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Here's how we can maximize the once-in-a-lifetime opportunity to end plastic pollution

As the U.N. plastic treaty talks begin their crucial next-to-last round, how can we ensure the opportunity to end plastic pollution progresses in a way that is ambitious, effective and fair?

Globe on top of and surrounded by plastic waste

The U.N.'s Intergovernmental Negotiating Committee's fourth session of plastic treaty talks kicks off April 23 in Ottawa, Ontario. Source: Shutterstock/Vikentiy Elizarov

The phrase "once-in-a-lifetime" is overused. For me, it’s galloping over Reykjavik lava fields on an Icelandic pony. For others, it might be sleeping under the Northern Lights, diving with sharks or scaling great peaks. 

But imagine if there were a once-in-a-lifetime opportunity that could benefit everyone — ending plastic pollution, for example.  

Since the United Nations Environment Assembly’s adoption of a historic resolution in March 2022, an Intergovernmental Negotiating Committee (INC) has been working to develop an international legally binding instrument that will tackle the plastic pollution crisis in a globally coordinated way. Following the most recent meeting in Nairobi in November, a revised draft text of the U.N. treaty was published. 

As the crucial second-to-last round of talks begin this week at the fourth session of the INC (INC-4) in Ottawa, Ontario, how can negotiators strengthen alignment behind ambitious treaty options and ensure that this moment maximizes the enormous opportunity to create a treaty that is ambitious, effective and fair? 

We already know what works — now we need to make it happen 

An ambitious treaty is still possible, but not yet secure. 

With limited time left for negotiations to deliver by 2025, ambition and speed is of the essence. At this stage, moving forward at pace means mandating what we know is possible. Creating clear global rules around the solutions that are already proven to work in practice will help break the gridlock in areas where no meaningful change can happen otherwise.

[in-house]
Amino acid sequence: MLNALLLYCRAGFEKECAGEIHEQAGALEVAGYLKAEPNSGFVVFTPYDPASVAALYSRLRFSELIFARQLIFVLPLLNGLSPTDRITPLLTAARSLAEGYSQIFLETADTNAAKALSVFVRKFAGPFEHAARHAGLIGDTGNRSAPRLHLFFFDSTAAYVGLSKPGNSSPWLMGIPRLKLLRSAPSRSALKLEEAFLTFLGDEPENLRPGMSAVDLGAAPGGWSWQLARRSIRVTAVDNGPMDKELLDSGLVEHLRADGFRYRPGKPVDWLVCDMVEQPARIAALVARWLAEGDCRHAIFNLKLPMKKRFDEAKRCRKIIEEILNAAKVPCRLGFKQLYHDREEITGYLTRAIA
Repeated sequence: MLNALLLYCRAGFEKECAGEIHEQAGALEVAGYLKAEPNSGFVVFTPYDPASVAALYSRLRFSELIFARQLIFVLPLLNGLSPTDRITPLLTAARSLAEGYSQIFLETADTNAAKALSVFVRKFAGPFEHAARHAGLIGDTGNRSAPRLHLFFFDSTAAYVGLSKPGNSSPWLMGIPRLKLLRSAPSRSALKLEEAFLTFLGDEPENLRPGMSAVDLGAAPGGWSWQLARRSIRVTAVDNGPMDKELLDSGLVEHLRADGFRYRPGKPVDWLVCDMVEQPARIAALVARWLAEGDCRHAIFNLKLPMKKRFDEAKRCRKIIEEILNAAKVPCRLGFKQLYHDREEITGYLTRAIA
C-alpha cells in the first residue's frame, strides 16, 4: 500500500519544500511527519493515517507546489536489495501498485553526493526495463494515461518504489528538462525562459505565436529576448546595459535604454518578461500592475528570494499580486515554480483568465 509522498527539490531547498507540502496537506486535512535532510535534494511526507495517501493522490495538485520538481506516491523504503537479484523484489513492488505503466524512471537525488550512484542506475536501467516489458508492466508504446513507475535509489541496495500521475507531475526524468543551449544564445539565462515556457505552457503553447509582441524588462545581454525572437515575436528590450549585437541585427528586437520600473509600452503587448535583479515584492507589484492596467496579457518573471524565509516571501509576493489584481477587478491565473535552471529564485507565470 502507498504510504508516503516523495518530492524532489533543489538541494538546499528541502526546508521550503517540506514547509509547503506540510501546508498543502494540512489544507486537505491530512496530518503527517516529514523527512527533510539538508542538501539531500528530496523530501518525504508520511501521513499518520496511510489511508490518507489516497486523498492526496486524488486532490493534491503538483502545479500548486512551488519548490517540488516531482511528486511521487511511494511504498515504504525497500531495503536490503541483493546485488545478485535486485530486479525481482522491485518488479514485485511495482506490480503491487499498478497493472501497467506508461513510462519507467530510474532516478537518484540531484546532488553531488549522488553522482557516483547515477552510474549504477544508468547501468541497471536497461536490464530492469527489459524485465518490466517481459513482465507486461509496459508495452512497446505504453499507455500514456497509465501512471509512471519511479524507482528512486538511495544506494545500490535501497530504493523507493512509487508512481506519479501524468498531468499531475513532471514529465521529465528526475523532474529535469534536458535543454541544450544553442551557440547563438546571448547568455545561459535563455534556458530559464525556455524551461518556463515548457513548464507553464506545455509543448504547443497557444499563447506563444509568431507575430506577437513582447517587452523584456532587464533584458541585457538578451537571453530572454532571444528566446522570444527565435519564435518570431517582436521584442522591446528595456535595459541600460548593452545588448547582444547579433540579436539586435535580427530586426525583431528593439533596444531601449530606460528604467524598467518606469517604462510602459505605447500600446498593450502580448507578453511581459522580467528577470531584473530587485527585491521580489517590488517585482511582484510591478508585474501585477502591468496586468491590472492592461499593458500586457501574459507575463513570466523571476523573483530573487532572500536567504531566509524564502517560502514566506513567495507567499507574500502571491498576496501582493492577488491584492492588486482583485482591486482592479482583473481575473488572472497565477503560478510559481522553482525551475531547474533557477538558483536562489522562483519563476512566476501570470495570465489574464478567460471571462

Here’s a slogan worth repeating: We cannot recycle our way out of this. Upstream action — that is, substantially reducing the need for producing and using ever more virgin plastics — is vital. 

Eliminating plastics commonly identified as problematic or avoidable is a necessary starting point. In particular, we must prioritize high-leakage and short-lived plastic applications. 40 percent of total plastic waste globally is created by packaging — from single-use carrier bags and beverage bottles to takeaway tubs, pots and trays. The treaty should therefore initially focus on the types of plastic most likely to end up in the environment. Nobody wants to see fjords filled with flexible sachets, swim through shoals of shrink wrap or stare into skies obscured by microplastics. The treaty also needs to agree on clear global rules for the restriction and phaseout of plastic products containing certain chemical substances and polymers of concern. 

One of the biggest opportunities to cut plastic leakage, as well as lower emissions and pressure on natural resources, is through reuse. But individual countries and businesses alone cannot galvanize such a shift without legislation. Voluntary action is important — but it’s not sufficient by itself. The treaty has a vital role to play in helping to unlock the reuse revolution on a global scale. 

At present, Extended Producer Responsibility (EPR) policies — which ensure all industry players fund the collection and treatment of their plastic packaging — are not consistently applied across all geographies. Harmonizing EPR schemes on a global scale is therefore essential to meaningfully scale collection and recycling infrastructure. For plastic that cannot be eliminated, we need clear requirements on both product design and the shared infrastructures and systems needed to help keep them in circulation and reduce environmental leakage. 

A treaty must be ambitious, fair and effective  

A well-designed global plastics treaty will stimulate investment and innovation, unlocking long-term and lasting environmental, economic and social benefits for businesses of all sizes and scales, including micro-, small- and medium-sized enterprises (MSMEs). To ensure effective and fair implementation, the treaty should also establish and strengthen specific policy measures that support MSMEs during transition, such as differentiated implementation timelines and dedicated financing. 

Clarity is also needed not just for the rules themselves, but in how they should be implemented and regulated once in place. This requires the creation of effective monitoring and reporting systems, as well as clear requirements for plastic-related disclosures to ensure that corporate reporting takes place in a harmonized and coherent way. 

Global rules are good for business — and good for us all 

There is a lot of text on the table. What happens next is crucial. With so much at stake, negotiators should be confident in the knowledge that an ambitious U.N. plastics treaty is widely supported through an unprecedented level of shared ambition across the plastics value chain, including more than 200 organizations who have joined the Business Coalition for a Global Plastics Treaty.

This isn’t just a once-in-a-lifetime opportunity because of the negative scenarios we must avoid, but because of the positive future it can create — for business, society and the natural world.

[Continue the conversation on climate policy at Circularity 24 (May 22-24, Chicago), the leading conference for professionals building the circular economy.]

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